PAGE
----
5. Make sure your Frenchie gets lots of exercise.

Prior to the flight, make sure your dog has had a good walk with lots of physical exertion. This helps to tire them out and increase the chances of them sleeping during the flight.

It also gives them a chance to go potty, which is especially helpful if your flight is more than 3 or 4 hours.

6. Carrier acclimation

In the weeks leading up to your flight, have your dog enter and exit his carrier at home so he can get used to being inside. Encourage him to lay down and give him treats to strengthen a positive experience.

This will help to reduce his anxiety when it comes time to board the plane.

7. Bring water, treats, and toys

To make the journey more comfortable for your Frenchie, be sure to take these three key items.

A small portable water bottle (less than 100ml unless the airline permits more) so your dog can have a drink. Toys and treats will help to relax him and keep him occupied.

8. Arrive early but board late

Arriving at the airport early gives you more time to let your Frenchie go potty and to have a play to tire them out. When it comes time to board, wait until the end.

You don’t want to fight through the aisle with a pet carrier and the air conditioning isn’t switched on until the engine starts and the plane taxis to the runway.

9. Ask flight attendants if your Frenchie can come out

Airline policy usually states that dogs cannot leave their carrier during the flight, however, some airlines may be lenient on longer flights or if the temperature is particularly high.

Some may say no to letting them out, but they may allow the dog to have their head out of the carrier.

10. Utilize the vents

Direct the air vents towards your dog’s carrier so they are getting a cool breeze during the flight. On larger planes or international flights, there may be vents on the floor as well as above the seats.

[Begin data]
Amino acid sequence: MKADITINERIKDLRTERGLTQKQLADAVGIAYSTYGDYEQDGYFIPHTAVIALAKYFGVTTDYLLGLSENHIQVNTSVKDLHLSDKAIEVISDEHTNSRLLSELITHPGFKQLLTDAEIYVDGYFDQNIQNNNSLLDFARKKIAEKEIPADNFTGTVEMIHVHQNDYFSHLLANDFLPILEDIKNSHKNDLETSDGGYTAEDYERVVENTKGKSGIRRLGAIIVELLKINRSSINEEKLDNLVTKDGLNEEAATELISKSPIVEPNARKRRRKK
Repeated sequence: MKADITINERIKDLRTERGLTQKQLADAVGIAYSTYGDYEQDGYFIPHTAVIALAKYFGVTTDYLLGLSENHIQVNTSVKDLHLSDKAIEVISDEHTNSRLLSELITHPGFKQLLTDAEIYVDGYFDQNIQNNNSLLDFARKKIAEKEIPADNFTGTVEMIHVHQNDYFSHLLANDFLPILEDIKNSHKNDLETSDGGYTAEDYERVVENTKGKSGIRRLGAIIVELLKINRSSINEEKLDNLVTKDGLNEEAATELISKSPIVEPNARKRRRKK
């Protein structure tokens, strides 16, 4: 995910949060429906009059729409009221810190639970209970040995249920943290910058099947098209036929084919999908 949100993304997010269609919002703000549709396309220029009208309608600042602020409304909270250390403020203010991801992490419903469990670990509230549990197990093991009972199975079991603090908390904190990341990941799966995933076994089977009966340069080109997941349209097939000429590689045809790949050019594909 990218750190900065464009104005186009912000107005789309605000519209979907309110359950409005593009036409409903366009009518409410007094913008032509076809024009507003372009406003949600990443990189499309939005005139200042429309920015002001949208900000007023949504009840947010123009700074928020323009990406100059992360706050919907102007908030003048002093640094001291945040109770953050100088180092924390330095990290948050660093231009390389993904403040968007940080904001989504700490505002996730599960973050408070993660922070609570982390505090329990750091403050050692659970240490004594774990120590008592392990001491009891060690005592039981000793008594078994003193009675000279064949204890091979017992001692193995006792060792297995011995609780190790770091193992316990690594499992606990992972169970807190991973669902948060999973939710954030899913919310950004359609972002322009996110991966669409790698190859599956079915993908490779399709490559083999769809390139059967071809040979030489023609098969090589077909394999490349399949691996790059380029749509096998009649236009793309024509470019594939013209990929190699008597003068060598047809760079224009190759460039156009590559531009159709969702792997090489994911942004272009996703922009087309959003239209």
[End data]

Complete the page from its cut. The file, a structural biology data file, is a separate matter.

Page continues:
As Frenchies have short faces, the air conditioning will help to regulate their breathing and reduce stress.

Which Airlines Accept French Bulldogs?

May airlines still accept French Bulldogs, but most have introduced stricter guidelines to prevent potential health risks. Airlines that still allow brachycephalic breeds include:

  • Air Canada

  • Air France

  • Alaska Airlines (also allow them in cargo hold)

  • American Airlines

  • Delta

  • Emirates

  • Hawaiian Air (also allow the in cargo hold)

  • Iberia

  • Lufthansa

  • Qatar

Most UK airlines only allow assistance dogs, while a small number allow pets to travel with restrictions.

Final Thoughts

Flying with your Frenchie does not have to be a worrisome affair, as long as you prepare before you travel. Having a checklist can really help to alleviate pre-flight anxieties for both you and your dog.

The same can be said for the time of day you travel. During warmer weather, traveling early morning or at night is best.

Whether it is a short domestic flight or a longer international journey, your French Bulldog should be safe, happy, and relaxed if you follow the guidelines and give yourself plenty of time. Safe travels!

Becca